I’d be very interested in looking at YouTube’s role in helping make TED Talks more accessible. While partnerships with Netflix and Apple may have helped with incremental views, Netflix, for example, is still behind a paywall so the information isn’t completely democratized. However, TED’s YouTube videos are all free (ad-supported) and the most popular videos have an upwards of 11M views. An interesting analyses to find (if it exists) is, for each video, compare how many views were on the TED website vs. YouTube. I suspect YouTube views may make up large proportion of the total which makes me question whether the TED website itself really served as a platform for exposing individuals to TED content.
It’s very interesting to hear about the company’s shift from high-acuity to lighter-acuity conditions/patients as what seems to be a compromise to ultimately achieve a sustainable business model. Beyond just demonstrating value, I wonder if the company’s initial decision to target high-acuity conditions was driven by the desire to address conditions that are more apparently severe (not to say lower-acuity conditions are not severe, but just less apparently so). Regardless, I still believe there is tremendous value in their first initiative in targeting high-acuity conditions and would hope that they revisit it in the future after finding sustainability in their new business model. One idea would be partnering with public agencies, the government, or hospitals to leverage the reach that the company will (hopefully) have.
Awesome post. I’d be very interested in hearing more about Kinsa’s efforts behind ensuring clean data and whether they ultimately see themselves as a data provider more so than a hardware distributor. To your point, public health officials are optimizing for accuracy at the sacrifice of timeliness. I understand Kinsa has the potential to gather much larger data sets and more quickly, but I imagine there are inherently challenges identifying what is a signal for a potential flu outbreak vs. noise in the data from misuse of the thermometer as both will likely present themselves as outliers. Ultimately, this is also a question of whether Kinsa plans to take on the burden of analyzing that data or form partnerships with public health organizations and simply provide its data for analyses.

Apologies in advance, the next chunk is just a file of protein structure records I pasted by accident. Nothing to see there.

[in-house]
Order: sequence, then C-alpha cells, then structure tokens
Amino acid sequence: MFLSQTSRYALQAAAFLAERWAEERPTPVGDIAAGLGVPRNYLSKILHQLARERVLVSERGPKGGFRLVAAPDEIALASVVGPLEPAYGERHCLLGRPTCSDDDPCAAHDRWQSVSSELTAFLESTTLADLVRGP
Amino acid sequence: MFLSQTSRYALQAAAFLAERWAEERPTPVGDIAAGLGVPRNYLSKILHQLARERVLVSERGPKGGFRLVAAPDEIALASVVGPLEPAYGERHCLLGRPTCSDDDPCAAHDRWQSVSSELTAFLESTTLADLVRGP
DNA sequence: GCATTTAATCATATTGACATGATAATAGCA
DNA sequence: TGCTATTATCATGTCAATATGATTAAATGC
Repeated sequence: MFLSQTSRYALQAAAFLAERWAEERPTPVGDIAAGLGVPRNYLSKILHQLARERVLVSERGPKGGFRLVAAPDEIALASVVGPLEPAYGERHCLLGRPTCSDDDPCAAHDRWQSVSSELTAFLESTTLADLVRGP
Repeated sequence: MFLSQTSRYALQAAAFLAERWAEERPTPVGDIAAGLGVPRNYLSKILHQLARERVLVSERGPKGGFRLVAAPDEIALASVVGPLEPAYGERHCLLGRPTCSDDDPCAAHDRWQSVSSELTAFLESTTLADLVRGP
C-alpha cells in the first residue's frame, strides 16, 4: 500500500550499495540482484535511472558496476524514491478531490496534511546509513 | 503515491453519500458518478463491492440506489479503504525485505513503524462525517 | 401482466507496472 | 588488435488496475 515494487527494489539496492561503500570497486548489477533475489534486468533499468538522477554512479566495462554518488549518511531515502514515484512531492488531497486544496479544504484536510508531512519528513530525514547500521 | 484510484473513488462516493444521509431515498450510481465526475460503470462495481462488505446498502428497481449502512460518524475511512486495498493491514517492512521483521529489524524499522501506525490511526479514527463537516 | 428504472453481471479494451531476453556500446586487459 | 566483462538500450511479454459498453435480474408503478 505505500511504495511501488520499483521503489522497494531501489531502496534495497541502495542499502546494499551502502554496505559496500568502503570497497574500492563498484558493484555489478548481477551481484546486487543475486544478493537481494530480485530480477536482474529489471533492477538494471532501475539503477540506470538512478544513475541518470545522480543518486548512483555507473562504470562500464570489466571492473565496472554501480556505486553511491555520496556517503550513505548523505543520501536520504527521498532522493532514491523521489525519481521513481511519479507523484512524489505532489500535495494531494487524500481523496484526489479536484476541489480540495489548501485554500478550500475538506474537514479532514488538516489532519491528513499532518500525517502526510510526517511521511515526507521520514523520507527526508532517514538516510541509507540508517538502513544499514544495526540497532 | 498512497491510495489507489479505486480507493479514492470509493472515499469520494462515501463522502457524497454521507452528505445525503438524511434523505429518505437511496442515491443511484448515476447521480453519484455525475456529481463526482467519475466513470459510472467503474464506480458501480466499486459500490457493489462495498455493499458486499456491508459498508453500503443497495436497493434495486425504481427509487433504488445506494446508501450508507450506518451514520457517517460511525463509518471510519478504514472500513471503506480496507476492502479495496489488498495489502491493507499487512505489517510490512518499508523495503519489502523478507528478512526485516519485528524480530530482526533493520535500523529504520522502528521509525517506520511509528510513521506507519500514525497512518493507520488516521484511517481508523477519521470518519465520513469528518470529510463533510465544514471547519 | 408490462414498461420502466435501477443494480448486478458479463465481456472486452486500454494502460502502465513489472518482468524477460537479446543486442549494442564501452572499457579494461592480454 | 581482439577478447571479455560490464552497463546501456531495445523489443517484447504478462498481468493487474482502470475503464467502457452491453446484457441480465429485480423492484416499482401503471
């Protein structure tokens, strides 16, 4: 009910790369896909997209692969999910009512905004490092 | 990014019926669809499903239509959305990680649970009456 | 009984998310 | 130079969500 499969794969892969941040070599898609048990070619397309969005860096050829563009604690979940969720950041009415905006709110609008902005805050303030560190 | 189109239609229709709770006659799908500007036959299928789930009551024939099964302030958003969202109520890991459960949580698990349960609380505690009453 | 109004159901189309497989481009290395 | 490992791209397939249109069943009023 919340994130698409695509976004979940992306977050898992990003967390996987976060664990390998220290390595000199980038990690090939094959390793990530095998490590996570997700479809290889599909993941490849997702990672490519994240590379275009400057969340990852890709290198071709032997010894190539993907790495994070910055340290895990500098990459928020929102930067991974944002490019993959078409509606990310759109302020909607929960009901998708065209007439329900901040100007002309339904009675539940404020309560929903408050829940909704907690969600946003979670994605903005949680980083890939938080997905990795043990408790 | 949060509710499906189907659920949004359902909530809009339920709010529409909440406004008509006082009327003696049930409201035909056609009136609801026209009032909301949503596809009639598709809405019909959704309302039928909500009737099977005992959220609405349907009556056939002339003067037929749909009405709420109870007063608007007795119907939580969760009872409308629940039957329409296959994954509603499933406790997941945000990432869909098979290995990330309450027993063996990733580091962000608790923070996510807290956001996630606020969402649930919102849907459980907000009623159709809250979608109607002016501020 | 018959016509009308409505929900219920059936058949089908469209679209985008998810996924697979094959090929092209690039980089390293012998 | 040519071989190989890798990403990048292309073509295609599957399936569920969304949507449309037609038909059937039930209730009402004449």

Many of the positives of self-driving functionalities of personal automobiles mirror that of public transportation (reading/sleeping during your trip, parking, reducing congestion issues). Perhaps, at the moment, the main advantage is that Tesla and other personal self-driving cars are not bound by a schedule whereas individual’s travel times are dictated when there are buses, trains, etc. However, even Tesla’s long term plan includes options for mass transportation (aka bus). I would be very interested in seeing how self-driving features and public transportation may converge.
I echo Andrea’s concern regarding security. Even for large corporations with highly secured networks, often times the weak link is with the employees who may not have been trained or care about security best practices. This may come in the form of how they use their computer/the internet (do they always click on random links being send to them?) or physical security (are they cognizant of where they leave their work computer?). A great example of this is the 2014 Sony Picture Entertainment hack where hundreds of terabytes of data was stolen by hackers after they were able to gain access to the company’s building through employees inadvertently letting them in (jury is still up on whether the employees knowingly did this or got tricked). I recognize this issue is also applicable to other similar type services, but it would be interesting to know what efforts Slack is putting into being a gold standard for data security.